Why Salt Lake City's mayor wants to turn the abandoned Raging Waters site into a regional park

Why Salt Lake City's mayor wants to turn the abandoned Raging Waters site into a regional park

(KSL TV, File)



SALT LAKE CITY — Could the old Raging Waters site, also previously known as Seven Peaks Salt Lake, become Salt Lake City's next premier regional park?

Perhaps one of the most noticeable aspects of Salt Lake City Mayor Erin Mendenhall's fiscal year 2021-22 budget request, which was unveiled earlier this month, had to do with the future of the old water park. Mendenhall requested $10 million toward converting the abandoned water park site at 1700 South and 1200 West into a park similar to Liberty or Sugar House parks.

Mendenhall explained and defended the proposal during an appearance on KSL NewsRadio's "Dave and Dujanovic" Thursday morning. She said the city doesn't really have a big regional park west of 500 East in the city.

At the same time, there's the largest concentration of children per capita on the city's west side. The mayor said it only made sense to make use of the land in a way that would improve the city's west side, and the city already owned a plot of land that could give the residents in the area a new park.

It's a spot where there could be future farmer's markets or concerts in the park in addition to giving residents a place to play, she said.

"We need to do better in our parks here in Salt Lake City. I think a slide and swing set isn't really cutting it anymore," Mendenhall said on the show. "Our intention with this installation that we're still putting together, and working with the community on, should have the kind of amenities that attract not just young kids and parents just wanting to push their kids on the swing, but this could be a civic commons where people want to come and walk and exercise and enjoy the outdoors across all ages."

The plan would provide a future for the old water park, which closed in 2018. It was sold to the Blue Island Group a year later, but the sale quickly went into default and the park went more into disrepair, according to the Deseret News.

Chris Lambe shoots out over the pool as he enjoys the hot weather at Raging Waters, Friday June 22, 2001. Photo by Scott G. Winterton/Deseret News.
Chris Lambe shoots out over the pool as he enjoys the hot weather at Raging Waters, Friday June 22, 2001. Photo by Scott G. Winterton/Deseret News. (Photo: Scott G. Winterton, Deseret News, File)

Last summer, KSL TV reported that the old water park abandoned had become a hot spot for criminal activity, especially last summer. While the city began a survey about the future of its parks and recreation master plan, it also surveyed residents about what it should do with the abandoned water park.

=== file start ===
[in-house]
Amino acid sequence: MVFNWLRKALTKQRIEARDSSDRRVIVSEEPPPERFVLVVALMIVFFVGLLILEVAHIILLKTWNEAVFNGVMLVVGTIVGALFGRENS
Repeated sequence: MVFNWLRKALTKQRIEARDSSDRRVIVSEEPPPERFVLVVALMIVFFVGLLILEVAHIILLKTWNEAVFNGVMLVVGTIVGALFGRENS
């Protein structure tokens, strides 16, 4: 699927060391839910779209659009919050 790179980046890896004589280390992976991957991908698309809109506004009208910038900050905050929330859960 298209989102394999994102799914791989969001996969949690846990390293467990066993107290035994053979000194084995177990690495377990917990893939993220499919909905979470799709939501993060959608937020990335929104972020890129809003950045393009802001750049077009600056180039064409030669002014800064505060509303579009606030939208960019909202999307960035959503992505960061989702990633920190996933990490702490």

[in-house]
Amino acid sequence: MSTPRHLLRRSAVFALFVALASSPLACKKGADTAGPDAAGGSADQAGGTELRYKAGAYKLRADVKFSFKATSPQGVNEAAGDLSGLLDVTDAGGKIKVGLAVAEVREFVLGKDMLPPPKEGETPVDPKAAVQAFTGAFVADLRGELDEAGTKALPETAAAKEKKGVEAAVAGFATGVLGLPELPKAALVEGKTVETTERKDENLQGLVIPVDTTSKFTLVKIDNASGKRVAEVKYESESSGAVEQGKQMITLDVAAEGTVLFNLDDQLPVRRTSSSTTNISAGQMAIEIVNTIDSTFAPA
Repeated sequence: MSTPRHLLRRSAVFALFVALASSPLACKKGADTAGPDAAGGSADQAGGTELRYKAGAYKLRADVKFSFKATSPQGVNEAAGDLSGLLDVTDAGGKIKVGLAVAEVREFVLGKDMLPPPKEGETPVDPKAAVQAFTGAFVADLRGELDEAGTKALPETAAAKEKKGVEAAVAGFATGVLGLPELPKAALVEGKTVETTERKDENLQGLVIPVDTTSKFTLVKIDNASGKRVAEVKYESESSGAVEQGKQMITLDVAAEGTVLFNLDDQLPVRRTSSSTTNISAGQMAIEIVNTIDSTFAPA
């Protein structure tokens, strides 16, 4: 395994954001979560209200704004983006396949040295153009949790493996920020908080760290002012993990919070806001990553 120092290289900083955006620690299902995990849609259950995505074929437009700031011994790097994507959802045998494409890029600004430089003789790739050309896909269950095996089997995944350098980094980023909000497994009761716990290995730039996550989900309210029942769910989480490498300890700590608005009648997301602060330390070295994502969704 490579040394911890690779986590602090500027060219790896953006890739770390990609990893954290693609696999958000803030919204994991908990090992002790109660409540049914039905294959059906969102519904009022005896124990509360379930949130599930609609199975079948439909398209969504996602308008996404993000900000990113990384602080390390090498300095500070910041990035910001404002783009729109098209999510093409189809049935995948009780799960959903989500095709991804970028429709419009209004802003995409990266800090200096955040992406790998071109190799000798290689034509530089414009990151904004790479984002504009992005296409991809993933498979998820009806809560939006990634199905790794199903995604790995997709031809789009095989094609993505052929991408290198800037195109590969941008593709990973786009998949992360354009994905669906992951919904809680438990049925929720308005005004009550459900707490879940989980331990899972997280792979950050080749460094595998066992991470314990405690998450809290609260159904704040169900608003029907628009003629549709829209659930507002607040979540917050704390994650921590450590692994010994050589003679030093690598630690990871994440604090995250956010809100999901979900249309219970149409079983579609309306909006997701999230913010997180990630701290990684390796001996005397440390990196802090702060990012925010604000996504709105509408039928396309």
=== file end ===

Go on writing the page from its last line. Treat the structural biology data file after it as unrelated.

Mendenhall said the cleanup and removal of the old park was already funded last year; however, that's only a beginning. There's plenty of concrete that would need to be removed underneath the equipment.

At the same time, based on how the land was purchased, it can only really serve as one function. The city originally acquired the 17-acre parcel of land that borders the Jordan River and Glendale Golf Course decades ago when Mayor Ted Wilson was in office, according to Mendenhall.

"We acquired it with some state and federal dollars that required it to be a park in perpetuity — used as open space," she said. "It cannot be developed into housing development or other mixed-use, so that's the kind of framework that we have to work with with the ownership of the land."

A pelican looks for a spot to land in the Jordan River behind the plot of land where the abandoned Raging Waters water park is located in Salt Lake City on Tuesday, June 16, 2020.
A pelican looks for a spot to land in the Jordan River behind the plot of land where the abandoned Raging Waters water park is located in Salt Lake City on Tuesday, June 16, 2020. (Photo: Carter Williams, KSL.com, File)

She also pointed out that the city has a pretty short time frame to get the park completed based on the original funding of the park. It's why the city is aiming to get a new park ready in the next three years.

The $10 million proposal is one in about $50 million in new capital projects proposed by the mayor through Community Sales Tax Bond. Officials from the mayor's office explained that due to the bond there will be no additional cost to residents.

"The clock is ticking, and we're excited to get to work on it," she said.

There were several other projects with the $50 million bond proposal that have ties to the outdoors and recreation in the city. The bond would also go toward shoring up the historic buildings at Allen Park, which briefly closed down during the winter due to snow safety concerns. The city acquired the park last year for $7.5 million.

It would also shore up buildings at Warm Springs Park and the Fisher Mansion, both of which were damaged in last year's earthquake. The Fisher Carriage House, located behind the mansion, is also the future site of a new recreation center along the Jordan River.

The money from the bond would also go toward improvements to the Jordan River, which is emerging as the next recreation spot the city is focusing on. That's on top of money toward "the next phase" of the city's Foothills Trails System Plan and Westside Neighborhood Park improvements.

The final city budget is expected to be adopted before July, and the Salt Lake City Council has the option to make any tweaks to the plan before it is adopted.

Contributing: Debbie Dujanovic and Dave Noriega, KSL NewsRadio

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